Do I believe that magnets can successfully be used to reduce the effects of hard water? Definitely!

Larry
Watertreater

How do I decrease water hardness levels in my pool

Postby Watertreater » Thu 09 Apr, 2009 14:53

One thing I would reccomend is you contact a local water treatment company. I do NOT mean a pool company. Those guys generally dont have a real education. Contact a local water treatment buisness and ask them for a test bottle of polymer. If they ask you what for tell them you want to drop TDS, Hardness, and Unfilterable solids out of solution. Usually a few bucks will get the job done. You will need to mix this solution into a 5 gallon bucket, stir very well, allow to sit for about 15 min, then pour all around your pool. Aggitate yoru pool with a boat paddle or a water hose under water. Do this for about 15 minuites. Walk away for about 30 minuites. Come back and check... if all goes well you should see everything that WAS in solution sitting on the bottom of the pool. At that point you can use an automatic pool cleaner. Adjust pH to 7.0-7.8 and shock the system to a moderate free chlorine level. DO NOT SWIM in the pool for 48 HOURS. Allow all chemical levels to steady, checking your pH and Chlorine levels as often daily as you can. If your FREE Chlorine level keeps dropping you have something alive "alge" that is being burned by the chlorine. Check for nitrites. Usually you can use the same water treatment company you purchased the polymer from to have the tests run for next to nothing. Usually they will not make reccomendations but their products are stronger, cheaper, and they know how to test for them better.

Let me know if you have any questions as I frequent this site.
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Reduce apparent hardness with magnets

Postby chem geek » Thu 09 Apr, 2009 15:32

Larry wrote:I know this is anecdotal, but I decided to test out this whole "magnetic field reduces hardness" claim for myself.
:
:
Do the magnets reduce the hardness? No.
Do they make the calcium less reactive? Yes, I think so.
Do I believe that magnets can successfully be used to reduce the effects of hard water? Definitely!

Larry

Larry,

Can you test the Calcium Hardness (CH) level without the magnets and then repeat the test after the magnets have been in place for a few weeks (or did you already do that)? That would tell you if the calcium was removed (precipitated) or is just being prevented from forming scale. Your description of water filters seeming to get clogged and the heater's grit filter getting clogged up sound like scale is getting precipitated. Knowing the water parameters (especially, pH, TA, CH and temp) of your fill water (i.e. water entering the house) would tell if your water was over-saturated with calcium carbonate to begin with and if the magnets were just causing a condition to accelerate such scale formation so it gets caught in filters. That's what I had said may happen in my earlier post, but that this is only useful to reduce CH down to the level where the water is still saturated with calcium carbonate (which, for pools, isn't bad). This is not what vwp said in this post where the implication is that scale is prevented from forming in the first place and clearly your experience shows that this is simply not true as your filters got clogged with scale (calcium carbonate).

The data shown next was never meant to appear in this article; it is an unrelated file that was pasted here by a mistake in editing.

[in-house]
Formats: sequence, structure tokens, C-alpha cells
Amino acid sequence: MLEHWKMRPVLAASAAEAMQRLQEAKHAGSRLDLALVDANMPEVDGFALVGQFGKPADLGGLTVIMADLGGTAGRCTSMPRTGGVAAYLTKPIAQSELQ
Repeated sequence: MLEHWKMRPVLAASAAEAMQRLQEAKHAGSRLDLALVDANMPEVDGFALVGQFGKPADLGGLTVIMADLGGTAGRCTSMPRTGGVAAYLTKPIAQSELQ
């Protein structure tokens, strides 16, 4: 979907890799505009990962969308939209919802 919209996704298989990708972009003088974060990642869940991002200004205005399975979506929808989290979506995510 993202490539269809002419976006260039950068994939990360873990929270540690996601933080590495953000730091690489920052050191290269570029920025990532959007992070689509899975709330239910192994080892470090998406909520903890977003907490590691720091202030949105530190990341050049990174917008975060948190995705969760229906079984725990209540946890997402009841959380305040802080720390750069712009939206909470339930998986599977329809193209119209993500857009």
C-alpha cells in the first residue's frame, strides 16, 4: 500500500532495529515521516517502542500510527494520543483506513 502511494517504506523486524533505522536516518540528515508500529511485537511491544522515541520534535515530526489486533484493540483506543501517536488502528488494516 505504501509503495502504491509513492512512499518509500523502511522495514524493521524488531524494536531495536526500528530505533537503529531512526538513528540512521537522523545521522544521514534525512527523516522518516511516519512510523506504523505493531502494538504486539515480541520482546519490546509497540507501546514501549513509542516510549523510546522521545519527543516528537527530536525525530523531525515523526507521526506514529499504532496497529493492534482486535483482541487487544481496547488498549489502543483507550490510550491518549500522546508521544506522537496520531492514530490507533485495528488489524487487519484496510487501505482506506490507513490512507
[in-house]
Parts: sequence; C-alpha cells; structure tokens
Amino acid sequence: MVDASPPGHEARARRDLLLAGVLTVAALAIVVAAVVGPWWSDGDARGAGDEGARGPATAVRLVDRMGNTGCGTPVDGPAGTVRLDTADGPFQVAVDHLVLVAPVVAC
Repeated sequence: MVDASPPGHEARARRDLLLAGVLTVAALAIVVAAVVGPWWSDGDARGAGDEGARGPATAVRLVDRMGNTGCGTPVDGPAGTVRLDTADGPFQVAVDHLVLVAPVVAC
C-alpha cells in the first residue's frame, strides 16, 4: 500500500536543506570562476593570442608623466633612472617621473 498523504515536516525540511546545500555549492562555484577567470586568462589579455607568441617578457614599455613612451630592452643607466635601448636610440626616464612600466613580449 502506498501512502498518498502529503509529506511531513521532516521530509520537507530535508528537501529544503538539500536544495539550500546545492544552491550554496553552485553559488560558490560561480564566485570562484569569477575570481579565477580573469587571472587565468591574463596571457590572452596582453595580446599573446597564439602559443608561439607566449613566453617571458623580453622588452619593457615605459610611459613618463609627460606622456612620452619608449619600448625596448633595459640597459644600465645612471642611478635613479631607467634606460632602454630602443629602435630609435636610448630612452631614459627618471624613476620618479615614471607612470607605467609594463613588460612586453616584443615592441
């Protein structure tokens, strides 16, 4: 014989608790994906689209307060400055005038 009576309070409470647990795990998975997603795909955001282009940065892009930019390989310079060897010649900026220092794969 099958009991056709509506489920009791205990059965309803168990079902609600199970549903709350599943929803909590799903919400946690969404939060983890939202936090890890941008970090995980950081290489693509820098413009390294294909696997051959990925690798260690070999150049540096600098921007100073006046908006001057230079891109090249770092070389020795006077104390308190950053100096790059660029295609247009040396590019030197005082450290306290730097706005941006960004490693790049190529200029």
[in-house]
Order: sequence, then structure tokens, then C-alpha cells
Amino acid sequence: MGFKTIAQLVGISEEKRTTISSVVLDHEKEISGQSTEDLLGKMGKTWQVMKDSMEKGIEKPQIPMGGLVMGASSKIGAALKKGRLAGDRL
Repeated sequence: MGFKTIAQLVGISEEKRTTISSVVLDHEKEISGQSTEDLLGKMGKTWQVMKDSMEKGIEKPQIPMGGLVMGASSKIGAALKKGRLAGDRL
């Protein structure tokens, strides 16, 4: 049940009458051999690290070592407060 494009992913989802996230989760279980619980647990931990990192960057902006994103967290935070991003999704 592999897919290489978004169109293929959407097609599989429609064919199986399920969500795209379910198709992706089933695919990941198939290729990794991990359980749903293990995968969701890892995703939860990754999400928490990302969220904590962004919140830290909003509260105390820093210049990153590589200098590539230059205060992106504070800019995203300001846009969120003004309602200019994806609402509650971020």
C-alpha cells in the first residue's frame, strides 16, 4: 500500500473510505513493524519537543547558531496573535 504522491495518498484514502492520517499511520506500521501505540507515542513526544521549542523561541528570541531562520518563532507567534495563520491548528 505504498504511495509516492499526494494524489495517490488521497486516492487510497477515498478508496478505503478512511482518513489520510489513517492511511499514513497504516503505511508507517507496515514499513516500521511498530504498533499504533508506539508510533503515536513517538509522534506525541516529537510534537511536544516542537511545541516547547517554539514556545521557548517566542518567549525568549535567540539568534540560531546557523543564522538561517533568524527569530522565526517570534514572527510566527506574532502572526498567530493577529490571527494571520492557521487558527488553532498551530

So long as you are bringing in more new water that is high in pH, TA and/or CH (that is, super-saturated in calcium carbonate), then you should continue to see scale form in the filters. Only in a closed recirculating system would you expect to see a lot more scale initially and then none thereafter. You mentioned the water heater closed loop system so what you saw makes sense for that system. The water filters in the house, however, should continue to get clogged so long as you keep bringing in new water into the house (assuming such water is over-saturated with calcium carbonate).

It seems to me that if one were to use this kind of system, one should only do so if 1) the water is over-saturated with calcium carbonate and 2) if one has a filter that can remove the scale that will be precipitated. For a pool with water over-saturated with calcium carbonate, I wonder if just raising the pH to further over-saturate and adding some sort of nucleating particles could be used for the same effect, though one would hope that such scale that would form would do so getting caught in the filter rather than forming on pool surfaces. watertreater notes another similar approach (i.e. forced precipitation) using polymers. Of course, for a house, a water softener (ion exchange resin) can also be used to reduce the calcium directly (in exchange for sodium or potassium).